We formed in 2019, when a young woman named Israa Ghrayeb, who was 21 years old, was killed in her village near Bethlehem. That ushered in the birth of a new feminist movement in Palestine called Tal’at, which was a network of Palestinian feminists and organizers who called for accountability for her killing under the slogan “no free homeland without the freedom of women.” Organizing against femicide was a sort of impetus for this new wave of feminist movement and organizing from the homeland. It inspired us as Palestinian feminists based in what we call shatat, which is not a direct translation of the term “diaspora”; in Arabic it really refers to dispersal. As Palestinians, this difference is important because we’re still a people that are being dispersed and that are contending with dispersal. So, in this space of dispersal, we created this movement organization in part in response to and in conversation with our sisters in the homeland, who were organizing against gender violence in our own communities in relation to these broader formations of colonial violence.

We started to work with and build the first national network of Palestinian and Arab feminists on Turtle Island, and we launched our first campaign, which was called “Palestine is a Feminist Issue” in March 2021. The aim was to mobilize feminism as a lens through which we can reunderstand and recenter the urgency of Palestinian liberation in feminist political agendas. Part of it involved strengthening Palestinian feminist kinships and dialogues between movement spaces. Another part of it was about strengthening our relationships with feminist organizers in the homeland. On another level, it was about holding the feminist movement here accountable to the Palestinian liberation agenda, and understanding the specificity of our role as feminists from Palestine in the heart of the U.S. empire. We also sought to understand what that means in terms of transnational feminist organizing.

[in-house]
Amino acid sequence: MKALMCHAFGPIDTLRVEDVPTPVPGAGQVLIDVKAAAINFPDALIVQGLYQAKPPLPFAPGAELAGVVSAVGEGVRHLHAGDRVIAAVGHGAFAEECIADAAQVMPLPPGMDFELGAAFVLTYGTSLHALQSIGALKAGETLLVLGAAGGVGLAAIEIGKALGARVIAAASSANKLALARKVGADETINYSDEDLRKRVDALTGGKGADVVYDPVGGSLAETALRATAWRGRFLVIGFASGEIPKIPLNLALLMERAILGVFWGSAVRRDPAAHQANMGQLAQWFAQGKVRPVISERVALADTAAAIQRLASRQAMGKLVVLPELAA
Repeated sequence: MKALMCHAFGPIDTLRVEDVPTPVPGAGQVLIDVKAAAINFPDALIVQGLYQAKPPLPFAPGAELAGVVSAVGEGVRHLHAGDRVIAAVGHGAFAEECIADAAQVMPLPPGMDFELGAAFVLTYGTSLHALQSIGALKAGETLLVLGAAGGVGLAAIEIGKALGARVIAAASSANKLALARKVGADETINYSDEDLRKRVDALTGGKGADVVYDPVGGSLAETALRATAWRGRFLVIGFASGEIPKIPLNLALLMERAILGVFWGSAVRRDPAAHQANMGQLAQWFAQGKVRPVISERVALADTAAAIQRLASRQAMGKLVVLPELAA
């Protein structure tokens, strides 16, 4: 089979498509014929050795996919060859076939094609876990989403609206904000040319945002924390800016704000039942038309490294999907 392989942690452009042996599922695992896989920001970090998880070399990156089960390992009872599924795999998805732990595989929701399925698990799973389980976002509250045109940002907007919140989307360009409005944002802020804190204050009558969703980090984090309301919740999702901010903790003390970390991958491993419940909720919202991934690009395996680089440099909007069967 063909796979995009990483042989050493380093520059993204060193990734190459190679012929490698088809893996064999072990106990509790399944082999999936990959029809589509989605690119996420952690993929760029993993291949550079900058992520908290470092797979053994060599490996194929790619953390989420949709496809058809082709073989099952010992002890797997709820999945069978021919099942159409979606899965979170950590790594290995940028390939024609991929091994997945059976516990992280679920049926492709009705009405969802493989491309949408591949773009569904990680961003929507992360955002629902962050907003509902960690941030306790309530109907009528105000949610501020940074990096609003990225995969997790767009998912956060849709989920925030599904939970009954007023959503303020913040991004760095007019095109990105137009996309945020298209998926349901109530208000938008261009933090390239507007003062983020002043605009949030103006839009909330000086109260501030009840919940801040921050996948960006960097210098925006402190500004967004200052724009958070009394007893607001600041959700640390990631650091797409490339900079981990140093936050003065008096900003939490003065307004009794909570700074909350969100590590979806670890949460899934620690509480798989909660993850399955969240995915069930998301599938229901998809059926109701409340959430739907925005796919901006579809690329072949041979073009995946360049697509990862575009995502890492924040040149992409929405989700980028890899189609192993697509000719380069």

Tara Alami: Building off of the first campaign in 2021 and 2022, we spent about five or six months working on a calendar called the Palestinian Feminist Futures Calendar and Program. Besides the feminist pledge — the “Palestine is a Feminist Issue” statement — it was the first comprehensive public-facing embodiment of the Palestinian Feminist Collective’s principles. We had 13 principles in that calendar and while working on it, we were asking ourselves: What does it mean for us to envision a Palestinian feminist future from within the belly of the beast — one that connects us, as the attacked in this state of dispersal, to our people on the ground in our homeland, the people who are resisting settler-colonial violence in Palestine and otherwise? So, we came up with this calendar as an embodied feminist grammar of life, love and liberation. In those 13 principles, we centered our anti-colonial and life-affirming decolonial vision and praxis.